Godzilla maestro Akira Ifukube was brought back to the series for the first time since 1968’s DESTROY ALL MONSTERS (his score for GODZILLA VS. GIGAN was all stock music), likely at Tanaka’s insistence to further drive home the old guard feel. Unfortunately, much of Ifukube’s flavor is lost in a rather listless score. Ifukube opted to use a synthesizer for much of the music, and while I don’t know if it’s his unfamiliarity of the medium or his absence from monster movies, but the score just doesn’t click. The music seems to lull rather than excite. Most of it is just variations on a couple of tunes, which aren’t very interesting to begin with. The notable exception is Ifukube’s new rendition of what would eventually become Godzilla’s Theme (and had not been heard since the 1954 original). The score as a whole is, however, much darker and eerier in tone than previous works by Riichiro Manabe and Masaru Sato and that does work in the film’s favor. Surely, Sato’s poppy Mechagodzilla theme music would not have worked here. And while it’s no “Oh Peace, Oh Light, Return” (which easily could have fit in), Ifukube’s requiem-esque ending track is a suitable coda for the film, if not the Showa series.
Back to blow the hell out of the Toho lot is special effects director Teruyoshi Nakano. Nakano’s work is uniform for the Godzilla series at this point, far better than 1973’s GODZILLA VS. MEGALON but about on par with the previous year’s MECHAGODZILLA outing. Though due to Toho’s penny-pinching, it’s nowhere near the quality of films like 1973’s SUBMERSION OF JAPAN. While the film wasn’t allocated any more budget than normal, the film certainly looks healthier than the others thanks to a whole Tokyo set leftover from 1974’s PROPHECIES OF NOSTRADAMUS. These miniatures that survived the end of the world are no match for the combined destructive might of Mechagodzilla and Titanosaurus. This being the 70s, stock footage is utilized once again, but this time in a far less quantity or noticeable capacity than in say, GODZILLA VS. GIGAN or MEGALON. Look carefully and you’ll see a quick explosion shot from ATRAGON. Speaking of which, this being a Nakano film, explosions are plentiful. Anytime Titanosaurus rises or falls into the sea, the water explodes. Mechagodzilla makes an explosive coming to life. His finger missiles cause a Tokyo street to explode before our very eyes. Mechagodzilla’s destruction results in a huge explosion courtesy of Godzilla’s ray. And Godzilla explodes out of the ground at one point. When Mechagodzilla cranks up the juice against a charging Godzilla, the explosions are so numerous and massive, the daytime sky turns nighttime (not as in a continuity mistake) and the Godzilla suit manages to catch fire! The title card even appears over an explosion, announcing to the viewer “Yep. It’s a Nakano film” right off the bat.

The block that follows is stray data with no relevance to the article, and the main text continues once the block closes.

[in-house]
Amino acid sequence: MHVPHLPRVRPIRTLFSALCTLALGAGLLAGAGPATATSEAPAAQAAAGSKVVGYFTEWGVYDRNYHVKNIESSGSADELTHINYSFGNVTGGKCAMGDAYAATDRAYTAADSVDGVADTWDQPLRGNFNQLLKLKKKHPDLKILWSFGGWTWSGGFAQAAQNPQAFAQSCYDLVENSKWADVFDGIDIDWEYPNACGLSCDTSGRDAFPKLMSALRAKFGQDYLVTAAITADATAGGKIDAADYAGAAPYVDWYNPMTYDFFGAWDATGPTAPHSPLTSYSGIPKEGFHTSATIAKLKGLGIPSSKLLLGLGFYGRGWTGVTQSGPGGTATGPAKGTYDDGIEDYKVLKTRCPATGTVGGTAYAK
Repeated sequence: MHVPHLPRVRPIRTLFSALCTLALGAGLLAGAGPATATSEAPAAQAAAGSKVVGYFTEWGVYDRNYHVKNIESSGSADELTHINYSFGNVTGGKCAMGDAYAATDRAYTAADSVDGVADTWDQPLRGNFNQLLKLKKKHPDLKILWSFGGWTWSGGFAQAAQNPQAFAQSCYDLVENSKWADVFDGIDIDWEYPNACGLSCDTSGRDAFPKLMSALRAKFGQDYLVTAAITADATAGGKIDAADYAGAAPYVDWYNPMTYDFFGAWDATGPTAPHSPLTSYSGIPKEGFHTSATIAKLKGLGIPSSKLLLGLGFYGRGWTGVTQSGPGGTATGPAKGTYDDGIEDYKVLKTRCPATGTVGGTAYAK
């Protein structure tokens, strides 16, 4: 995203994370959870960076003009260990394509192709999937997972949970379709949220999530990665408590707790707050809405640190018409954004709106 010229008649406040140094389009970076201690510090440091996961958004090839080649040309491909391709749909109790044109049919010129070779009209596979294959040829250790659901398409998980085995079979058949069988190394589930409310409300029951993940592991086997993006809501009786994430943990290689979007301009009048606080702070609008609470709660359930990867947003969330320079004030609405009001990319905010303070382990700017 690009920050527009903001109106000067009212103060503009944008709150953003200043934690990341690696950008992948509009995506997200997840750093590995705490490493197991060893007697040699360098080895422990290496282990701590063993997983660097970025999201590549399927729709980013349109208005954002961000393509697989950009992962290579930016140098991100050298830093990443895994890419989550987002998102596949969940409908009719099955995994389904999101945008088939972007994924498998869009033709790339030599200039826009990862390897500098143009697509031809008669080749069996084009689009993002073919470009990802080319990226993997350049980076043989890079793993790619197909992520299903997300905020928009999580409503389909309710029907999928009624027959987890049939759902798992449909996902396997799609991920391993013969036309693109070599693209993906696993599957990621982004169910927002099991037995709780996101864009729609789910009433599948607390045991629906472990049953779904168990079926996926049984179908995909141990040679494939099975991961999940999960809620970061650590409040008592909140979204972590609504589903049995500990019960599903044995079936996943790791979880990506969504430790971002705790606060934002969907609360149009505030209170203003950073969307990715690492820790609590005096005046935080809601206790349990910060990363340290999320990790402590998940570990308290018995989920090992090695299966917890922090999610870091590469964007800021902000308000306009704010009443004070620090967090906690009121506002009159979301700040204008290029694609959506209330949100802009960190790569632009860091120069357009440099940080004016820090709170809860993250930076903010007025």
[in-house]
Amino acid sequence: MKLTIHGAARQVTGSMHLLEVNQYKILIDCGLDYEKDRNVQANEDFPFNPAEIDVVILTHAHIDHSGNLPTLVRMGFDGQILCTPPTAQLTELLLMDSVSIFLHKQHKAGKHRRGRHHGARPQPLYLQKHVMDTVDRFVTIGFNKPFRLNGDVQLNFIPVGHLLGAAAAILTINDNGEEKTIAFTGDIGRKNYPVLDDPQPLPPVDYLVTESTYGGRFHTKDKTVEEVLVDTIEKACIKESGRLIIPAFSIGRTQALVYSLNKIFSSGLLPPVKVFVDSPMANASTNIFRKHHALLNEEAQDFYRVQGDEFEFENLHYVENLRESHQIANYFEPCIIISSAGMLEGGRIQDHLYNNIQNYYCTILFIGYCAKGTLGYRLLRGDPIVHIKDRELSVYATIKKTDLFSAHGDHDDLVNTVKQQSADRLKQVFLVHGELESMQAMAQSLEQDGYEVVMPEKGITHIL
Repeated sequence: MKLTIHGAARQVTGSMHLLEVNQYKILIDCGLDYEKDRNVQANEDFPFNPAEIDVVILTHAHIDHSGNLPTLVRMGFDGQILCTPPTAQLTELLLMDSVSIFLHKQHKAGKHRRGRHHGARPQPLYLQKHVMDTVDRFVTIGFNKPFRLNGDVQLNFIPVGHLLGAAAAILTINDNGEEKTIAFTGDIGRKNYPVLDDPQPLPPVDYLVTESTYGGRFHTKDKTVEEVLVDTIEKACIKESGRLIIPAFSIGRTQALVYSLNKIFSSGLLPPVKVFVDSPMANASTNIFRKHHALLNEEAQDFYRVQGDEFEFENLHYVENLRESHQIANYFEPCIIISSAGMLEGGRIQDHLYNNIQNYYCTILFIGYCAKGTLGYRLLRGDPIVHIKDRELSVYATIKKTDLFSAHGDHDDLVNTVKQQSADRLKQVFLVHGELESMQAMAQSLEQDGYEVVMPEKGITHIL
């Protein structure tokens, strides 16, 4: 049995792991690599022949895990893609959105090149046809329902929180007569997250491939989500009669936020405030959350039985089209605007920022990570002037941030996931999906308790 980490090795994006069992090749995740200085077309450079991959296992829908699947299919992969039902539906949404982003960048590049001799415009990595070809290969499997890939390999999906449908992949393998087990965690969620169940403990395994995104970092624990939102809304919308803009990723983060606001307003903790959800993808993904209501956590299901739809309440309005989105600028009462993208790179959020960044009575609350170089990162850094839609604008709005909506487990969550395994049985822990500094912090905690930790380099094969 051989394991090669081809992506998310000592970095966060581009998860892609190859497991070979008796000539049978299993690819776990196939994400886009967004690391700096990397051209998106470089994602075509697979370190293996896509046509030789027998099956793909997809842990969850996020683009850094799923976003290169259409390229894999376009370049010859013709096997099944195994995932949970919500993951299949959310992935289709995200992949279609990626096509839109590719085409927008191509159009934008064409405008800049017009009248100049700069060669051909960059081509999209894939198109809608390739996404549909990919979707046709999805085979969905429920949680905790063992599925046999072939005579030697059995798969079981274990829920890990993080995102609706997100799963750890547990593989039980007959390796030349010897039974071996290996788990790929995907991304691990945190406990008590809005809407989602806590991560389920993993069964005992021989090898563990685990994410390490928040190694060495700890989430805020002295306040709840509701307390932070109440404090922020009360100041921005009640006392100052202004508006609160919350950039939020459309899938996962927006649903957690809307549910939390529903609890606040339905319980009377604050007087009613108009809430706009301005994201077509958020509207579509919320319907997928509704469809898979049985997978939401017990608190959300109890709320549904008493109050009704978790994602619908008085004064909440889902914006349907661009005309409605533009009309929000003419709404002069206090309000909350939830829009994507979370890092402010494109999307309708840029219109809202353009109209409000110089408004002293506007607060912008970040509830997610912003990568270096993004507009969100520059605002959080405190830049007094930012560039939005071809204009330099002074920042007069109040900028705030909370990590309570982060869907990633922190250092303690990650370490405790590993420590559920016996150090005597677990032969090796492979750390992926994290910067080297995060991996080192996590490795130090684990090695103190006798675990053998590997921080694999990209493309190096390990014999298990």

The cast unfortunately aren’t up to snuff. Katsuhiko Sasaki has no charisma and even less chemistry with his love interest. Katsumasa Uchida looks bored even when in the middle of action sequences. Kenji Sahara is wasted in a throw-away role as a general and due to failing health, Toho character actor Ikio Sawamura (in his final appearance) doesn’t even utter a word (though he does surely creep the viewer out with his odd mugging).
Toho heavyweight Akihiko Hirata turns in an especially poor performance. His tortured but crazy Dr. Mafune could have been a performance worthy of Serizawa. But rather than go for the drama, Hirata chooses to ham it up. Dressed in a lab overcoat and wild, white mad scientist wig, Hirata as Mafune comes off as a less demented Dr. Wily, constantly ringing his hands and jabbering “I’ll show them!” to an increasingly disturbed Katsura. When he’s gunned down in the climax, it means next to nothing. It’s especially sad that Hirata’s turn as Mafune would be his final appearance in a Godzilla movie. After making brief appearances in THE WAR IN SPACE (1977) and SAYONARA JUPITER (1984), Hirata was slated to play Dr. Hayashida in GODZILLA (1984). However, he died of cancer just before shooting began. I personally have no doubt that Hirata would have brought the same intensity to Hayashida as he had to Serizawa, despite my misgivings about his performance here.